The Wild Garland; Or, Prose and Poetry Connected with English Wild Flowers: Intended as an Embellishment to the Study of Botany

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Harvey and Darton, 1827 - Plants - 80 pages
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Page 74 - bosom sunward spread, Thou lifts thy unassuming head In humble guise; But now the share uptears thy bed, And low thou lies! Such is the fate of artless maid, Sweet floweret of the rural shade! By love's simplicity betray'd, And guileless trust; Till she, like thee, all soil'd, is laid Low i
Page 77 - Such is the fate of simple bard, On life's rough ocean luckless starr'd! Unskilful he to note the card Of prudent lore, Till billows rage, and gales blow hard, And whelm him o'er ! Such fate to suffering worth is given, Who long with wants and woes has striven, ' . ' ..., By human pride or cunning driven
Page 74 - thy neebor sweet, The bonnie lark, companion meet! Bending thee 'mang the dewy weet! Wi spreckled breast, When upward springing, blythe, to greet The purpling east. Cauld blew the bitter biting north Upon thy early, humble birth; Yet cheerfully thou glinted forth, Amid the storm, Scarce rear'd above
Page 74 - O' clod or stane, Adorns the histie stibble-field, Unseen, alane. There, in thy scanty mantle clad, Thy snowy bosom sunward spread, Thou lifts thy unassuming head In humble guise; But now the share uptears thy bed, And low thou lies! Such is the fate of artless maid, Sweet floweret of the rural shade! By love's simplicity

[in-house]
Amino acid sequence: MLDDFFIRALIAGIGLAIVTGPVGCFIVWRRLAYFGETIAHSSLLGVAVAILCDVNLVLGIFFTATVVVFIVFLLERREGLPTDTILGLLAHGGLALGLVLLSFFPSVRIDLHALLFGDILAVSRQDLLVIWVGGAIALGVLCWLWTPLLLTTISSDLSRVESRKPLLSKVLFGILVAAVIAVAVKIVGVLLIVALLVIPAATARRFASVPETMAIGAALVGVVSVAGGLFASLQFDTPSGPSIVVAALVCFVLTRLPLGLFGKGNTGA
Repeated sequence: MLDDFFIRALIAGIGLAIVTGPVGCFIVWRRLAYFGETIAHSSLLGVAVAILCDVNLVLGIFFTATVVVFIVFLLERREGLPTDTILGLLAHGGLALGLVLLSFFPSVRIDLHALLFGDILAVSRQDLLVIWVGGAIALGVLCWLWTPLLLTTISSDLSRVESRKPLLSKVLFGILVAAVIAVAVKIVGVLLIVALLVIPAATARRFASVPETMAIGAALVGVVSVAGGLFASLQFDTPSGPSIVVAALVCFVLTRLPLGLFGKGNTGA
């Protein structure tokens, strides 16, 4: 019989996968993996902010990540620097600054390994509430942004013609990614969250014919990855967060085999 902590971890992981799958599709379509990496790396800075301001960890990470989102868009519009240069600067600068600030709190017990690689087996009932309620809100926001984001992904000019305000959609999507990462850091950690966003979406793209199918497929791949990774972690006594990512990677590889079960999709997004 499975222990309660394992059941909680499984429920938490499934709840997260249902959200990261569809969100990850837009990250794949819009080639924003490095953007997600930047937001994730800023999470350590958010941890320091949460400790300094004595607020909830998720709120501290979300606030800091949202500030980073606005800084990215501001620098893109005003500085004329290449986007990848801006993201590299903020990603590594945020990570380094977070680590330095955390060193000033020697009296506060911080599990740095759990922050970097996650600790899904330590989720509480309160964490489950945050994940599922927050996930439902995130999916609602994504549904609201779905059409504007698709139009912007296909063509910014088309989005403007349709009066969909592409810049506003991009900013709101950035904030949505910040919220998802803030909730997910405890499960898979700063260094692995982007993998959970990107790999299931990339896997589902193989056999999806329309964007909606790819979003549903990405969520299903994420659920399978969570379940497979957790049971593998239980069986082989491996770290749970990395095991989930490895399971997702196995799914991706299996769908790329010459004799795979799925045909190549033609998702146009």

Page 11 - FAIR daffodils, we weep to see You haste away so soon; As yet the early rising sun Has not attain'd his noon: Stay, stay, Until the hastening day Has run But to the even-song; And, having pray'd together, we Will go with you along! We have as short a spring; We have short time to stay as you, As quick a growth to meet decay
Page 77 - sink! E'en thou, who mourn'st the daisy's fate, That fate is thine—no distant date; '. , Stern ruin's ploughshare drives elate, Full on thy bloom, Till, crush'd beneath the furrow's weight, Shall be thy doom.
Page 22 - that do best perfume the air. Roses, damask and red, are flowers tenacious of their smells, so that you may walk by a whole row of them and find nothing of their sweetness; yea, though it be in a morning dew. Bays likewise yield no smell as they grow, rosemary little, nor sweet marjoram. That which above all others yields the
Page 74 - mountains catch the gale; O'er lawns, the lily sheds perfume, The violet in the vale. But this bold flowret climbs the hill, Hides in the forest, haunts the glen; Plays on the margin of the rill; Peeps round the fox's den. Within the garden's cultured
Page 74 - biting north Upon thy early, humble birth; Yet cheerfully thou glinted forth, Amid the storm, Scarce rear'd above thy parent earth, Thy tender form. The flaunting flowers our gardens yield, High sheltering woods and
Page 56 - I return'd; Beau, trotting far before, The floating wreath again discern'd, And plunging left the shore. I saw him, with that lily cropp'd, Impatient swim to meet My quick approach, and soon he dropp'd The treasure at my feet. Charm'd with the sight, the world, I cried, Shall

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